The financial bet of BRF on the rise of its own shares turned against the company. Last month, the company finalized the settlement of derivative instruments signed in 2017 with Bradesco to imitate a share repurchase. The balance was negative and consumed more than R$200 million of the BRF cash at a delicate time, in which the company worked to sell assets and thus reduce debts. BRF began to close these derivative contracts as of June 2018.
This is the second time the company has lost out on investing in its own shares. Before the derivatives, BRF lost money with a repurchase program. Together, these two movements led the company to have losses in excess of R$340 million in less than two years.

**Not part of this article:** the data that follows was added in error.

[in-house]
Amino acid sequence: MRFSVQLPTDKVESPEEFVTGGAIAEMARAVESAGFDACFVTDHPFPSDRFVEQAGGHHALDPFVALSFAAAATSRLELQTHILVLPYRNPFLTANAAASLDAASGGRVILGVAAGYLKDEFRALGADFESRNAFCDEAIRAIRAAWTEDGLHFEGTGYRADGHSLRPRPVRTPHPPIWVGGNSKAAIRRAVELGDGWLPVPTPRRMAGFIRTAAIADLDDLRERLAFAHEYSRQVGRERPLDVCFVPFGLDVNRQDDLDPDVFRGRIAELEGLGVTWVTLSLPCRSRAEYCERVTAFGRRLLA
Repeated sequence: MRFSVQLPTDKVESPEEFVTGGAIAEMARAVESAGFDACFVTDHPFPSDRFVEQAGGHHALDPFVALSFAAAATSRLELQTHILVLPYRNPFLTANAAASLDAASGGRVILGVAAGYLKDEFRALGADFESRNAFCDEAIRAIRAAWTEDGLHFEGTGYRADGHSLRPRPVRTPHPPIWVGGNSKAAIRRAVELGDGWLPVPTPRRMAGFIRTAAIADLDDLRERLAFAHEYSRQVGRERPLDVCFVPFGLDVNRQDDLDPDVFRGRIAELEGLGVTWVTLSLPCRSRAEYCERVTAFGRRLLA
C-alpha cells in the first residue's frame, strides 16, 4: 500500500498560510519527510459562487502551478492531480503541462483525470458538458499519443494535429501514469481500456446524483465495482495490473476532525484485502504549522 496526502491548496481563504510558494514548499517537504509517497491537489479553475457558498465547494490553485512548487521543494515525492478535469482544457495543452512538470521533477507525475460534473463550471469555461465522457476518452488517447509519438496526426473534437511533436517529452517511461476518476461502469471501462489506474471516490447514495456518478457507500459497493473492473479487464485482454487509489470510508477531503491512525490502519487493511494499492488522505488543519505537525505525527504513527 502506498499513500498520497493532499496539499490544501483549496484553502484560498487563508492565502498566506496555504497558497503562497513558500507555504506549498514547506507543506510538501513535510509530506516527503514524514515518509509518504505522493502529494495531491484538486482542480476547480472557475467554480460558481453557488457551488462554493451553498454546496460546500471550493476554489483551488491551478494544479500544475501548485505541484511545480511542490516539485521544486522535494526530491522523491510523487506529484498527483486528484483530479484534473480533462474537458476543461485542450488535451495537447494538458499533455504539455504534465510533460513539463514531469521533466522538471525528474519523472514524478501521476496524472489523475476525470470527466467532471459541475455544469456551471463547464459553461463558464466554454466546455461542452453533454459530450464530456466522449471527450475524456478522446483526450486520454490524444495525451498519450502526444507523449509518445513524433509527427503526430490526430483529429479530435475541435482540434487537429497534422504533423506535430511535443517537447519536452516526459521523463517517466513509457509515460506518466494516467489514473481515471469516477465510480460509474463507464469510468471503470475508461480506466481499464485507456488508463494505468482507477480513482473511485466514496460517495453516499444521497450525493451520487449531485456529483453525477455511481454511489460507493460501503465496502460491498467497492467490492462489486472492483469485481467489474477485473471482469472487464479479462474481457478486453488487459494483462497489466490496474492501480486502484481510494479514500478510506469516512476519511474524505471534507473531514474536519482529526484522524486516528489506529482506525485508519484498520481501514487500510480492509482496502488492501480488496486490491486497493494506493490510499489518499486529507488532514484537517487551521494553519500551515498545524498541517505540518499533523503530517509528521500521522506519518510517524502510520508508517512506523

The contract with Bradesco, signed during the management of former CEO Pedro Faria, was the alternative found by BRF to deal with the negative impacts of Operation Lean Meat. The company had to sell treasury shares from a repurchase program opened years ago to bolster the cash. Despite having to get rid of the papers, the company wanted to keep the bet on the valuation of the business and established an instrument known by the English term “total return swap“ – widely used by public companies.